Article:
Canon Future Book Forum Conference: How Can the Publishing Industry Be Sustainable and Profitable at the Same Time

We want the best for our customers. But we also want the best for our planet. 

So while we continuously improve our platform, we are deeply interested in how our industry is coming up with the right solution for the environment.

The Future Book Forum Conference, held by Canon Europe at its Customer Experience Center in Poing, Germany, had its topic around business profitability while taking care of the environment and financial health.

Needless to say, I was thrilled to accept their invitation.

So, I attended a two-day (on May 4-5) conference full of inspirational talks and excellent ideas.

Here are my post-event thoughts and a few highlights from the talks I've attended. If you want to watch the entire event, you can access it here on-demand.

Conference highlights: 

  • Talks about the digitalization of the publishing industry and how it changed in the last years, allowing us to reduce our carbon footprint.
  • The evolution of printing technology is an improvement that will help every publisher scale their business and print locally.
  • Print-on-demand was the star topic of the conference. Also, there is a possibility for print-on-demand with delivery included, but publishers need to embrace local printing. 
  • By placing sustainability at the center of our strategies and educating customers, telling them that this is the way to go, businesses can also increase their profits. Why? Because sustainability is a growth driver.

Now, let’s break it down by days and see some interesting talks.

Day 1: Ideas Coming Together from Speakers with Different Backgrounds

Yes, the main theme was sustainability while keeping your publishing business’ profit high, which is totally achievable.

But the conference speakers were not all from the same background.

Matthias Rippel, Vice President Global Brand Strategy, Adidas

A really nice surprise was listening to Matthias Rippel talking about the similarities between the publishing industry and the leading sports brand. 

You may think they have nothing in common when in fact, they share one of the most important traits: they both can improve lives and communities. All while placing sustainability at the center of every strategy—something that changed the way they develop their products.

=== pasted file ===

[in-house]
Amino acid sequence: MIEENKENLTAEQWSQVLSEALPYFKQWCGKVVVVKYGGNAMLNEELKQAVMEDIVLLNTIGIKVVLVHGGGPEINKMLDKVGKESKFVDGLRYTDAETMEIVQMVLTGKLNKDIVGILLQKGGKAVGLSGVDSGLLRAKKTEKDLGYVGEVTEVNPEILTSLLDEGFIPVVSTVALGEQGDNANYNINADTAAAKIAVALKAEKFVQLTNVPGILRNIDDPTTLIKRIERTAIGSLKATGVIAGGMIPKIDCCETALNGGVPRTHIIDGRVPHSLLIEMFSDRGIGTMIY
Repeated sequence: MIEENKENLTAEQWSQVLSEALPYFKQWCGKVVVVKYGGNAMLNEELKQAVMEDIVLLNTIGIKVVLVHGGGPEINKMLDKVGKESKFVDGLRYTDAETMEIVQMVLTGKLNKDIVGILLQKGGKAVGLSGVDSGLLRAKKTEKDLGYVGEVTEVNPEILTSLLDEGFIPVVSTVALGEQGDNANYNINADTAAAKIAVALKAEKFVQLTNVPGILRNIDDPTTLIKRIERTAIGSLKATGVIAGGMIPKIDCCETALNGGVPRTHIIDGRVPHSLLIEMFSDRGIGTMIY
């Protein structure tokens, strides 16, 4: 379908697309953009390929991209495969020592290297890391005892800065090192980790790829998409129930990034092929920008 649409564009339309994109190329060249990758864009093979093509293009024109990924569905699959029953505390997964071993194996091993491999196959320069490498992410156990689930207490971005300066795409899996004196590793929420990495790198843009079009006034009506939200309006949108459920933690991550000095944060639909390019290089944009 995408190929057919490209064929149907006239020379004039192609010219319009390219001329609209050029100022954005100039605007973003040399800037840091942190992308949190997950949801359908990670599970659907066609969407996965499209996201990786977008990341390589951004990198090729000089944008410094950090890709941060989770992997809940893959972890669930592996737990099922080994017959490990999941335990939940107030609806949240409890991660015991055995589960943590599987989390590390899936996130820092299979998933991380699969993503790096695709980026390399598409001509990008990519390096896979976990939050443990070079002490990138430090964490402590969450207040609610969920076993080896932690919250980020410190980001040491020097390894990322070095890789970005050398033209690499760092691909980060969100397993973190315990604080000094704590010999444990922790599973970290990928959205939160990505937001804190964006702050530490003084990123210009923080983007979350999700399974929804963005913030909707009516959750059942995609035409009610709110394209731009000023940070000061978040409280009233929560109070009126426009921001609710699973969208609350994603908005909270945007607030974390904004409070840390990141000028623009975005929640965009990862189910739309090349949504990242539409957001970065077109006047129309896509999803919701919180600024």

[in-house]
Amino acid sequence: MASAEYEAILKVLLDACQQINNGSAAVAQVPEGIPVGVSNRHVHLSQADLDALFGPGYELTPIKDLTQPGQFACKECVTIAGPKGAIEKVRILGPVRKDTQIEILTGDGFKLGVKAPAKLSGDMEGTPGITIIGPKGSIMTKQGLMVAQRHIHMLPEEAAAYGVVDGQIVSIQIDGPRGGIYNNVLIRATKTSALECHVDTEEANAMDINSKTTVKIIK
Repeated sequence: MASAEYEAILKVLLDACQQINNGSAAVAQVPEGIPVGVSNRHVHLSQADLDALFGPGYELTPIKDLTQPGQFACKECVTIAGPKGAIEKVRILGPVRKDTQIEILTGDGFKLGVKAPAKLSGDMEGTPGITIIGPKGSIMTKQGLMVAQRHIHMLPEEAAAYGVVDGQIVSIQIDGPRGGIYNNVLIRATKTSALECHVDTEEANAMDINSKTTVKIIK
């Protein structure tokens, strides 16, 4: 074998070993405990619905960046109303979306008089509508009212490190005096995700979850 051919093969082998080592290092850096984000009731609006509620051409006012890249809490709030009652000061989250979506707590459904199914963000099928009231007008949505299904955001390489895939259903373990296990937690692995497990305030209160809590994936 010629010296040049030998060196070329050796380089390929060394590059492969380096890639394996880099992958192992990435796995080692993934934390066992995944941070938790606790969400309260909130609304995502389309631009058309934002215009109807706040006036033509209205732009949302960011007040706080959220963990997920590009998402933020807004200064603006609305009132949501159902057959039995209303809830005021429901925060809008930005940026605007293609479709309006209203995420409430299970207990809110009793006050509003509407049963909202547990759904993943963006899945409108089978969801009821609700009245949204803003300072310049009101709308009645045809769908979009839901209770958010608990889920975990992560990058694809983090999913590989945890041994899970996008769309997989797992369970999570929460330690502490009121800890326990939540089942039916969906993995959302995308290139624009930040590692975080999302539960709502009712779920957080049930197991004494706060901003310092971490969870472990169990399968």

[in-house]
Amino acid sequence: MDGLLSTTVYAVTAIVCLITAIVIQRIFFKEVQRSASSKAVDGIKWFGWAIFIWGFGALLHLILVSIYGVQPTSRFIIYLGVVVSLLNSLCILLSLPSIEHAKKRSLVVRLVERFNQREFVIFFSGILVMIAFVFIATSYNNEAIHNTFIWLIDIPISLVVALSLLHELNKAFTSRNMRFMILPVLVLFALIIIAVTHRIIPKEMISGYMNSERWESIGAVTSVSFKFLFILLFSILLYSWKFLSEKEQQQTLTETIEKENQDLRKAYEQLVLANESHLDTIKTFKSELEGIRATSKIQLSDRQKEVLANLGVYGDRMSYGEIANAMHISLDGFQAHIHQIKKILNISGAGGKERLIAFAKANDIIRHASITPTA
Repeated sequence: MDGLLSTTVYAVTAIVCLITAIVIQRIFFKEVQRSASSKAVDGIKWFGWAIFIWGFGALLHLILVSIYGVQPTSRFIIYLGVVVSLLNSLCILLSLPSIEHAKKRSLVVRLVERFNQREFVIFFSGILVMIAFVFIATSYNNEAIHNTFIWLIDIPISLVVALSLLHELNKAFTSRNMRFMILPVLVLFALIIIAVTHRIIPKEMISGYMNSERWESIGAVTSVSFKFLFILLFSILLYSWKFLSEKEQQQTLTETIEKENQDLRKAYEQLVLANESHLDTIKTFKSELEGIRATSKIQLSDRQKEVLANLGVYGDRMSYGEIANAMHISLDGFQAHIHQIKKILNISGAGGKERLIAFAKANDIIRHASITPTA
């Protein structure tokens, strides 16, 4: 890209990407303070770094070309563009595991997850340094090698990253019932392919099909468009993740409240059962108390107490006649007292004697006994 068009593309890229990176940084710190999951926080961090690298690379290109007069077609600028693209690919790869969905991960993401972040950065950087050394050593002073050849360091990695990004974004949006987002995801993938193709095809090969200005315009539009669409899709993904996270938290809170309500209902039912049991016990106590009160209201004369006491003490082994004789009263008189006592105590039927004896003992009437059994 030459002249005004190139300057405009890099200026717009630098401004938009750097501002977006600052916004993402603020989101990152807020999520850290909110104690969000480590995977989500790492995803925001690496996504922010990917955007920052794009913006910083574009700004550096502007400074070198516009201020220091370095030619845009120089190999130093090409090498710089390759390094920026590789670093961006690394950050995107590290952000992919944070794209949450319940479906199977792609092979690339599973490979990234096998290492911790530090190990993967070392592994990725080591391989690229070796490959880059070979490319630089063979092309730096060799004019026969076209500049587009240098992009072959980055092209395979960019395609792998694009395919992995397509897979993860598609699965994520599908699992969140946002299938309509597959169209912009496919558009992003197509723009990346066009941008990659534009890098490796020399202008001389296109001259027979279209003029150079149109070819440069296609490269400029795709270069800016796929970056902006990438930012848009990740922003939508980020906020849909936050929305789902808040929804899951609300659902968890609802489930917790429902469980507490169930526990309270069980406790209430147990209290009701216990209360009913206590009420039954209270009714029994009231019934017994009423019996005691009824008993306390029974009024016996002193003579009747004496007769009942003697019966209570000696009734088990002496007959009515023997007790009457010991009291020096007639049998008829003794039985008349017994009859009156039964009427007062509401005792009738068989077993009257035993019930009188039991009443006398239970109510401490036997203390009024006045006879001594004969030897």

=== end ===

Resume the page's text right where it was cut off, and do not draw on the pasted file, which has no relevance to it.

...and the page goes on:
For example, Adidas makes products with recycled materials, such as plastic recovered from the oceans. Also, they are currently testing the process of remaking products with materials from those that reached the end of the cycle.

So, although sports may not be related to the publishing industry, they have a very strong common ground. 

Jemima Cox, Head of Social Sciences at the strategic consultancy, Canvas8

Brand’s care for the environment positively impacts customers as well, as they’re shifting their interest toward sustainable brands. So, this is a win-win-win situation—for your company, customers, and nature. This was the main idea of Jemima Cox’s talk.

But although customers want to partake in more sustainable actions, they don’t understand how or what they should do. So, it all comes down to us, as publishers: we can help people understand what they can do to make a difference.

Also, books are the preferred option over any other source when people want to educate themselves on a specific topic.

However, this raises a conflict: with the number of requests and published books, the carbon footprint increases. 

According to Jemima, there are also approximately a billion books that end up in landfills every year.

She suggests brands should:

  • Come up with simple, specific, and actionable solutions. Show the reader why it’s better to buy a paperback rather than a hardcover, for example.
  • Create a more positive message around the idea of sustainability; don’t sound too dramatic, as this scares people.